Maybe so. But I haven't checked that fact just yet. What I am sure of however, is that at 4,000 Vietnamese Dong (about $0.20) apiece, I could afford to have two. And so, on a chilly January night in Hanoi, I exchanged a pair of crumpled bills for my first taste of bia hơi.
It was after 10 p.m. when I found a vendor on Luong Ngoc Quyen, a short distance from the intersection known internationally as bia hoi corner. Curbside seating consisted of about a dozen knee-high, blue plastic stools, so I grabbed one and sat down to take my first swig of Hanoi lager. Light-bodied, low in alcohol, and extremely drinkable, I could see the appeal of whiling away a warmer afternoon at one of the many "gas beer" outlets around the city. In the winter though, fewer people seemed eager to sit outside sipping oat soda until last call.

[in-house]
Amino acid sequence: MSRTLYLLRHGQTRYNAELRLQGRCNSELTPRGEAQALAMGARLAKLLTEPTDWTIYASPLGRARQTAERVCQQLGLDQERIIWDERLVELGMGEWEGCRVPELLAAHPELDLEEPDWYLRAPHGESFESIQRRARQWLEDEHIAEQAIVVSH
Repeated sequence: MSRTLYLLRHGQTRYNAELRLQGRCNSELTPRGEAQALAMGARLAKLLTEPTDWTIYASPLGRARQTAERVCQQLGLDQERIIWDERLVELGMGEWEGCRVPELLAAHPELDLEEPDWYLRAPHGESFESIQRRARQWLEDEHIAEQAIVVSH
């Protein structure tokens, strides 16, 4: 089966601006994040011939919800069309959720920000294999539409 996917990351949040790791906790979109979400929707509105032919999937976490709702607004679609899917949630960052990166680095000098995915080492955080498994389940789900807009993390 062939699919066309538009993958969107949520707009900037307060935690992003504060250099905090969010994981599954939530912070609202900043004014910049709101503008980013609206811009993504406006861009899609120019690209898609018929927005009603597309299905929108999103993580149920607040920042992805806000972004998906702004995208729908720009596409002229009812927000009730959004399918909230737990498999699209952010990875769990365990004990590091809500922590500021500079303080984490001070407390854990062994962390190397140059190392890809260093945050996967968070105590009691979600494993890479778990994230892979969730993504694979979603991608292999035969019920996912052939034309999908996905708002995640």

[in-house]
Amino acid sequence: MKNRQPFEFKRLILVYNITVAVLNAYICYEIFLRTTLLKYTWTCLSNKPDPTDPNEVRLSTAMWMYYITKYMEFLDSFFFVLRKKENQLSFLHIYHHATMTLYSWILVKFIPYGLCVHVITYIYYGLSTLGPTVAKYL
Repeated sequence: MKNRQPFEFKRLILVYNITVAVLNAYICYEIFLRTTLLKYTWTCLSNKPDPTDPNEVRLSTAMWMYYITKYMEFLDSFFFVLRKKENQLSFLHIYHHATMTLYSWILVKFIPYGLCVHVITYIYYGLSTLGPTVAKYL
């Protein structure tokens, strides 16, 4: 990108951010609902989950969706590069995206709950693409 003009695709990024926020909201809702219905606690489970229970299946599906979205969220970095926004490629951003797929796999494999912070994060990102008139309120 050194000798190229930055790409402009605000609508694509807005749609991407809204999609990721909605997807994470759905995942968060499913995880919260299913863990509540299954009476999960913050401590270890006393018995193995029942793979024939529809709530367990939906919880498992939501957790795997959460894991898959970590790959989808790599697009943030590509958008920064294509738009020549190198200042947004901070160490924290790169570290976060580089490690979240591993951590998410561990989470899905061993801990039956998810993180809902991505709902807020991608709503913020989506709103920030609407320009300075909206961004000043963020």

My beer didn't offer much in the way of aroma, but it was pleasantly carbonated, and produced a thick white head of foam. Complexity of flavor, on the other hand, is not something bia hơi aspires to. With a straw-like character and the faintest suggestion of hops in the finish, my glass of beer certainly wouldn't impress fans of the more inspired American craft brewers. It might be able to hold its own alongside some of the lighter Latin American lagers though. Personally, I had nothing to complain about—my stomach was full of the bánh mỳ I'd eaten for dinner, a comfortable hotel room awaited me nearby, and when it came to Vietnamese currency, I was still a millionaire.